KOTAGIRI, Dec, 20.According to the latest reports from the spot where the Air-India Dakota had crashed, eighteen dead bodies have been found. The bodies are said to have been decomposed, some of the being mutilated.
As it is considered impossible to remover them from the spot owing to the difficult nature of the terrain, it is proposed to hold the inquest on the spot and dispose them of there itself. Our Coimbatore correspondent adds: Mr. G.K.Devarajulu. Mill-owner of the Coimbatore, who is interest in one of the passengers of the plane and who returned late last night after visiting the area close to the place where the plane lay, states that he got information from the military office that almost all bodies have been recovered. The bodies of the Air Hostess who had here handbag with her photo, and the Swiss passengers whose diary was found on his chest were identified. Bodies of other victims were in a highly decomposed state. He added that most of the belongings of the passengers had been recovered though some of the had been scorched by fire here and there. Isolated injuries due to fire where noticed on some bodies and it is inferred that the plane had not completely burnt. The military where anxious about Brigadier Abava Singh who was traveling in the plane and was in uniform out they could not identify him.
A Bombay message states:
A special Air-India Dakota. Carrying relatives of the passengers and crew who were killed in the Air-India Dakota crash in the Nilgiris took off from Bombay for Coimbatore at noon to-day. They will visit the scene of the disaster near Kil Kotagiri.
Brigadier Habibullah, Commander. Bangalore Sub-area who returned to Bangalore from Coimbatore on Monday said that he had flown over the area above the confluence of the Bhavani and the Moyar rivers, where the hills are about 4,000 to 5,000 feet high.
Referring to his vain search for the plane in the Bilgiri range, Brigadier Habibullah said that his men had made intensive searches in an area of about 200 square miles and had also combed the best part of the vast area of 1,400 square miles. He added: “On Sunday our patrols were followed by angry tigers and wild elephants.” In the jungles where they had made searches all these days 10,000 people could get lost easily without being known to the others. There were huge trees which looked like a huge carpet of cauliflowers and the steep black rocks did not at all rive any help. Patrol parties were sent in all directions Brigadier Habibullah said that he found the jungle tribe were shy. After the dropping of leaflets from the air by the District Superintendent of Police. Coimbatore, stating that a reward would be given, more people had come forward. He was all praise for the great efforts made by Mr. And Mrs Morris and the Mysore Police to locate the missing plane.
Brigadier Habibullah told the PTI correspondent that feeling that the number of men detailed for search was to small compared with the area involved, he had got general permission from Major General A.A.Rudra, G.O.C, Madras Area, to have the whole Second Battalion of the Madras Regiment, numbering 500 to join the search. The entire Biligiri range had been scoured with no results.


Three members of the crew of four, in charge of the Air-India Dakota which crashed in the Nilgiris belonged to Bombay.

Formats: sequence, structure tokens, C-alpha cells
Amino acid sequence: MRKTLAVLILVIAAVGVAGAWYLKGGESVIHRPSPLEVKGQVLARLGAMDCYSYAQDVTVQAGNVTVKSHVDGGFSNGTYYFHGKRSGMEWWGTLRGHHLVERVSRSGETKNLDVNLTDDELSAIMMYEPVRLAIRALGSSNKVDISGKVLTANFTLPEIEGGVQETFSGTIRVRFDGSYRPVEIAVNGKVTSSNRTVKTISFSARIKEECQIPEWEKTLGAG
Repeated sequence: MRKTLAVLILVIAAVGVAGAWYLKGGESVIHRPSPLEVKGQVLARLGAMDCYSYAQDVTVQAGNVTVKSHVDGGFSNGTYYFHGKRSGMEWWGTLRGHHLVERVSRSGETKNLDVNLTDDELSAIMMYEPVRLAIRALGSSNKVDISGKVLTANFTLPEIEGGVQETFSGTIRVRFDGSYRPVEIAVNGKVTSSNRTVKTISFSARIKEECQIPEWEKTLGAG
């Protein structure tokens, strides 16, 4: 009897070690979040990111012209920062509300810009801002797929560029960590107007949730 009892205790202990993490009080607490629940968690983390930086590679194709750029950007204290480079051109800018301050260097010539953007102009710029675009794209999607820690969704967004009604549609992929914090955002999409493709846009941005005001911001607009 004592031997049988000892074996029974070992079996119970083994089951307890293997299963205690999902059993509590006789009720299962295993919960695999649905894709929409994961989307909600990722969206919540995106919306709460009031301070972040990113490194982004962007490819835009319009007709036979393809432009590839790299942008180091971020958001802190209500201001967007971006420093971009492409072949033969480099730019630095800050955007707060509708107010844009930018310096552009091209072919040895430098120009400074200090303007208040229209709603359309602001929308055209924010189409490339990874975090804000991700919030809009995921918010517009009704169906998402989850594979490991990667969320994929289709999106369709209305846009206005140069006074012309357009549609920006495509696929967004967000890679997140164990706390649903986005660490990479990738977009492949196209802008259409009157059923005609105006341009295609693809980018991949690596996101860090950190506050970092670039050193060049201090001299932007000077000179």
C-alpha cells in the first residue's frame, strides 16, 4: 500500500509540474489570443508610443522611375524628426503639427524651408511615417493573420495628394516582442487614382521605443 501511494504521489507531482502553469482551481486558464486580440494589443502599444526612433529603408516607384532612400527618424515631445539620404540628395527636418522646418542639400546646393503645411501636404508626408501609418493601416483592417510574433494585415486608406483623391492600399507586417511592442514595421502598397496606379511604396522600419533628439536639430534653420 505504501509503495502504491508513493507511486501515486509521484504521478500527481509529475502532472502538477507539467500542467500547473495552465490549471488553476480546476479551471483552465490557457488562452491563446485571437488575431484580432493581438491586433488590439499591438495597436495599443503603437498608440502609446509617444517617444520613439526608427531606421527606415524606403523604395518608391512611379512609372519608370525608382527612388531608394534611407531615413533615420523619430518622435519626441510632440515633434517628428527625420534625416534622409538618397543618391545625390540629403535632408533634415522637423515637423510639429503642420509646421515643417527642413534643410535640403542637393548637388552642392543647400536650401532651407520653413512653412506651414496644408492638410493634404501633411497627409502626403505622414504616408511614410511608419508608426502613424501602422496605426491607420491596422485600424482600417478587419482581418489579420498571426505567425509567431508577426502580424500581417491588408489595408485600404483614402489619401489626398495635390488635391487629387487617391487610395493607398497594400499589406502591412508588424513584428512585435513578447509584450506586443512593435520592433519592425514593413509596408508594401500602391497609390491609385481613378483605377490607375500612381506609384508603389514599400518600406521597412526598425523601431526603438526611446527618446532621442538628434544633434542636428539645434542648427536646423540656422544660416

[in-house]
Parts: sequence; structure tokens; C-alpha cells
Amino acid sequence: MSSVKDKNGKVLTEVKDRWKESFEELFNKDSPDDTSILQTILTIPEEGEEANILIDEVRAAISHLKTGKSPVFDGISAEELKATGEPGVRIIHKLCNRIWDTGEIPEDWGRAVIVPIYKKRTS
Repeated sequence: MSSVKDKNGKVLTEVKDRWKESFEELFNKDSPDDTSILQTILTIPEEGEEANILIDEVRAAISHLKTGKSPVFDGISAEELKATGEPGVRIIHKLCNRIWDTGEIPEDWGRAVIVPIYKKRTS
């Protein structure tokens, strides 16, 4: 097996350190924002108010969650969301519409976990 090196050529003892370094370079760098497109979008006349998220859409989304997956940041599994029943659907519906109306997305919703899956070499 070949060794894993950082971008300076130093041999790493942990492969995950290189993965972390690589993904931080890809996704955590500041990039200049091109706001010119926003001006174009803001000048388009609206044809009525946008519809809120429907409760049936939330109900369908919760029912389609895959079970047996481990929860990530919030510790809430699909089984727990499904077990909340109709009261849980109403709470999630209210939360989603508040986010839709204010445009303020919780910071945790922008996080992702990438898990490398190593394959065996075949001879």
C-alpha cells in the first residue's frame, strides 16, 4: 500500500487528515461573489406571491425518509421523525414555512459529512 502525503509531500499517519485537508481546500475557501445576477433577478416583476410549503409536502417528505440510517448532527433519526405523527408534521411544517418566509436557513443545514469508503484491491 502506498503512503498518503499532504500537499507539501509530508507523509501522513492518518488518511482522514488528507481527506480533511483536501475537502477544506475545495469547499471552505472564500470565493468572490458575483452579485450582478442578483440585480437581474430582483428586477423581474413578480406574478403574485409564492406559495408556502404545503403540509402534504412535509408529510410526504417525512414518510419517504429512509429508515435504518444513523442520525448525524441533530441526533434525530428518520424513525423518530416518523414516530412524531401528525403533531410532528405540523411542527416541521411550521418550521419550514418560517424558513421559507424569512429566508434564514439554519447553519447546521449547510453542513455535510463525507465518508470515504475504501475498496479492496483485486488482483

Mr.Andrew Browne Wisemen, the chief pilot, joined the Air-India service in 1947, and held the rank of junior captain. He was a flying officer with the Indian Air Force for three and a half years.
Mr Ramnath Narayan Aiyar, Co-pilot. Thirty-six year old, was living with his wife and three children at Ghodbunder road, Vila Parle, Bombay. He had a long and varied career as wireless operator, as Radio Officer with Scindia Steam navigation company, and the Merchant Navy, He joined Air-India in 1945 as Radio Officer. He proceeded to England and obtained his navigators license. Then he joined Air-India International and was recently promoted to the rank of First Officer, having been selected as a pilot in April last.
Mr.Kasargo Appu Shenoy was 24 years old. He had three years service with the company
Miss Cynthia Celine Staggs. Air Hostess, was a native of Madras. She recently joined Air-India, and was still on probation.
Mr.P.K.Kapur who was connected with the Tata Institute of Fundamental Research. Bombay was the managing Director of the Government-sponsored Rare Earth Company Ltd., and was on his way to Trivandrum to take charge of a new scientific laboratory there.
Mr.C.P.Harry. Was a resident of Bombay for many years. He was an engineer with the Mukand Iron and Steel Works. Maragaon. Later he was connected with the Westinghouse Electric Company. He assisted in the installation of the air-conditioning equipments at the Tata Memorial Cancer Hospital. Parle. Mr Harry left Bombay to take up an appointment with the new plastic industry establishment in Tranvancore.

a small news i found in the same page of The Hindu that is so relevant to our times and a concern even then


Sir.- the failure of the north-east monsoon in south India for the fifth year in succession is a matter of grave significance. Without timely rains, our grandest hydro-electric projects are bound to fail. What may this repeated failure be due to? One explanation links it with the wholesale destruction of vast forest regions all along the north-east frontier of India during the last war and particularly the opening of the Burma Road. It is said that a persistent wind is blowing through that opening eastward all the 24 hours. For all we know, this wind may be blowing precious rains away from India. Those who know that forests have a good deal to do with rains, will not dismiss the above explanation as worthless. In any case, the failure of the monsoon began to appear as a regular event only since the Road was opened. The subject seems certainly worthy of investigation by a body of experts.
Kozhikode. P.K.V.M

Online edition of India's National Newspaper
Monday, May 05, 2003

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Hero of an air crash
K.K Nambiar, an air crash survivor, narrates to M. K. UNNIKRISHNAN his frightening experience aboard the fateful Trivandrum-Madras flight.
SURVIVING AN air-crash is like being granted a second lease of life. Ask K. K. Nambiar , he'll tell you. A gentleman of avuncular disposition, an excellent host, widely travelled and well connected in society, he still keeps that tell-tale watch.